CrPC Section 210: Complaint Case & Police Investigation – Procedure Explained

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CrPC Section 210: Complaint Case & Police Investigation – Procedure Explained

1. State the code

CrPC Section 210 deals with the procedure to be followed when a complaint is filed before a Magistrate, who then directs the police to investigate the matter.

2. Explain it

This section outlines the process where a private individual can initiate a criminal investigation. It allows a Magistrate to direct the police to investigate a case based on a complaint filed by a person who alleges that a cognizable offense has been committed. This is distinct from a First Information Report (FIR), which is filed directly with the police.

Here’s a breakdown of the process:

  • Complaint Filing: A person can file a written complaint with the Magistrate alleging a cognizable offense. The complaint must contain essential details like the alleged crime, the accused person, and the evidence available.
  • Magistrate’s Examination: The Magistrate examines the complaint to determine if it discloses a cognizable offense. If satisfied, the Magistrate will issue an order directing the police to investigate the matter.
  • Police Investigation: The police then proceed with the investigation as per the Magistrate’s order. They will collect evidence, record statements, and take necessary action based on their findings.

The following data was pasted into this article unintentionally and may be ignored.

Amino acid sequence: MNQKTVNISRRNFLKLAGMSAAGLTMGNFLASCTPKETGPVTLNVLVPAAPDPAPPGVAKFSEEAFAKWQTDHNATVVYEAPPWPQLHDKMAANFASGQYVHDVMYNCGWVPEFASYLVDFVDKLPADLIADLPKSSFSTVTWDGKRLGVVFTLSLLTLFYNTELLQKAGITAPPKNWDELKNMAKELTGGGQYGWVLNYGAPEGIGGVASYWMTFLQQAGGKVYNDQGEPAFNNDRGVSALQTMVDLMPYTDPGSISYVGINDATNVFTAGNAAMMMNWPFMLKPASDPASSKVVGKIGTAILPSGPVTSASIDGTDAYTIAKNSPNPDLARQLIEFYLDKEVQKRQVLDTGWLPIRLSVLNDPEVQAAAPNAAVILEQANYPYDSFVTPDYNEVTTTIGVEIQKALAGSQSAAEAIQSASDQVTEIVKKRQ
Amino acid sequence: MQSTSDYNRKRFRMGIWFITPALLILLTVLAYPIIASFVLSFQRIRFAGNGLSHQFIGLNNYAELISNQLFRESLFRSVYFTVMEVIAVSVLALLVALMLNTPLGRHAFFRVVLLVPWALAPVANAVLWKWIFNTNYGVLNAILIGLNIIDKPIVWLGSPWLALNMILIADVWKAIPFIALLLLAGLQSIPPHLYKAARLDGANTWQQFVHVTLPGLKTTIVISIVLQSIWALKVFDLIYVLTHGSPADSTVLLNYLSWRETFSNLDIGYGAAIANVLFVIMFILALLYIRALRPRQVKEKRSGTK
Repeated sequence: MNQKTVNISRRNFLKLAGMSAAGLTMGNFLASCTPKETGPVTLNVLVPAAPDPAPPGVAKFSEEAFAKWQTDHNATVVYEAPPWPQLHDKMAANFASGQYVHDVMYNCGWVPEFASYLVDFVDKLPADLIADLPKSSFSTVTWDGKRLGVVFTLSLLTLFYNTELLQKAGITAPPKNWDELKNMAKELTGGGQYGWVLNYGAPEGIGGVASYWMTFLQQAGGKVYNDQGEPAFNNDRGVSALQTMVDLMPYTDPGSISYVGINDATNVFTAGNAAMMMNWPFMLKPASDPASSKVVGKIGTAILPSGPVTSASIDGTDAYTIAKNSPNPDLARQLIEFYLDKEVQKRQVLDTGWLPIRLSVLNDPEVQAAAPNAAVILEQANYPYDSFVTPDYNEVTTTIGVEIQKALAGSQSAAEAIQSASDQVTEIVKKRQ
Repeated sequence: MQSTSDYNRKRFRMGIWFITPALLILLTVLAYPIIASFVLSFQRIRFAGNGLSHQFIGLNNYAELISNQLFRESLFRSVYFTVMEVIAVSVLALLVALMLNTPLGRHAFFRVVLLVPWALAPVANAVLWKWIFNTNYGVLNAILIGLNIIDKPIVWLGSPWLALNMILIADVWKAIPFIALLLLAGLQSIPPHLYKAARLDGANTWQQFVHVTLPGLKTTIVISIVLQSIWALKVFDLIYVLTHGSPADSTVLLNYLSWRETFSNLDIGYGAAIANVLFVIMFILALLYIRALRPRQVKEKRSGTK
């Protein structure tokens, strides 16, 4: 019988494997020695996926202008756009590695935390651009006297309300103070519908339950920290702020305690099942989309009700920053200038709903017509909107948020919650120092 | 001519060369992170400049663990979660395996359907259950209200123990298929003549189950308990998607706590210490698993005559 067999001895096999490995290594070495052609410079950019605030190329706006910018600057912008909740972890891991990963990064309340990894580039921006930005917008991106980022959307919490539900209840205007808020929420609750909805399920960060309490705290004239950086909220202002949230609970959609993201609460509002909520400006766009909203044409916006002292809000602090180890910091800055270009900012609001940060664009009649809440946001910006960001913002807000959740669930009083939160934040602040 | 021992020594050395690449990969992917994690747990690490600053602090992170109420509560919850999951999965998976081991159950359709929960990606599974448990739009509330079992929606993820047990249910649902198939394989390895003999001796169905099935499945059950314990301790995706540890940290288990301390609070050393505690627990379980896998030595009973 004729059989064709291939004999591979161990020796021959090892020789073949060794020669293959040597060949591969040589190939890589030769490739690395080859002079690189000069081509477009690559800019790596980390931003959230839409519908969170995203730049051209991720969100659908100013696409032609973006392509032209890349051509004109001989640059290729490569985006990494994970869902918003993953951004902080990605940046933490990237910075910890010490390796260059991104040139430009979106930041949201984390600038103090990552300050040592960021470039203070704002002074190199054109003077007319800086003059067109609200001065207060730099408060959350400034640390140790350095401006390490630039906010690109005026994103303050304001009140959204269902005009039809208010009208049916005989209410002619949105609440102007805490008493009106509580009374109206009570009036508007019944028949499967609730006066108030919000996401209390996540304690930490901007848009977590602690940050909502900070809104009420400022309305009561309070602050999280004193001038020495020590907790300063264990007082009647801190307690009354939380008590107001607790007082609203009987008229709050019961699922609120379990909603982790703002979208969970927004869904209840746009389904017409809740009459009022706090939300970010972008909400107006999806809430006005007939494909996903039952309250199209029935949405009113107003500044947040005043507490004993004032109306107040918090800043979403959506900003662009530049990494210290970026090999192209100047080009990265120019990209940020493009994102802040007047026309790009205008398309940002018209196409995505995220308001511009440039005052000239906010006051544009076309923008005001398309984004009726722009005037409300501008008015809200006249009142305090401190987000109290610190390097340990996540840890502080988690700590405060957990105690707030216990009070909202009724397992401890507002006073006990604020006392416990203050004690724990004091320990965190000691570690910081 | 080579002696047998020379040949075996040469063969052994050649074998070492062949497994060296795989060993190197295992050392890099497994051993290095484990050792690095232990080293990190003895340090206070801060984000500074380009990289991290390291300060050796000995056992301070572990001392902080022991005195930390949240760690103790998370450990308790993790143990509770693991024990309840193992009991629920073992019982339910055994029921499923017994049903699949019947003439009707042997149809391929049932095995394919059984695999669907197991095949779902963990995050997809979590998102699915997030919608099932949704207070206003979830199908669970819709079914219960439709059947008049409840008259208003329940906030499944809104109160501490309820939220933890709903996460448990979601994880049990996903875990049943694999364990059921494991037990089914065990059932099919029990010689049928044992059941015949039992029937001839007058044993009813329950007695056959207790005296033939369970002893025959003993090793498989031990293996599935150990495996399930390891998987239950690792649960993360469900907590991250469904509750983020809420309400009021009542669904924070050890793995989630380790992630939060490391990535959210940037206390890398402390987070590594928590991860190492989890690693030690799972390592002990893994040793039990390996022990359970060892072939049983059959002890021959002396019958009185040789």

3. Illustrate it

Imagine someone accuses their neighbor of stealing their valuable antique watch. The neighbor denies the allegation, and the accuser files a complaint with the Magistrate, alleging theft (a cognizable offense). The Magistrate, after examining the complaint, directs the police to investigate the matter. The police will then interview both parties, gather evidence from the scene, and ultimately decide whether to arrest the accused or not.

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4. Common Questions and Answers:

  • Q: What is a cognizable offense?
    A: A cognizable offense is a crime where the police have the authority to arrest a suspect without a warrant. Examples include theft, murder, and assault.
  • Q: What if the Magistrate dismisses the complaint?
    A: If the Magistrate finds the complaint insufficient or doesn’t disclose a cognizable offense, they can dismiss it. The complainant can then approach a higher court for redress.
  • Q: What is the difference between a complaint and an FIR?
    A: An FIR is directly filed with the police, whereas a complaint is filed with the Magistrate, who then directs the police to investigate.
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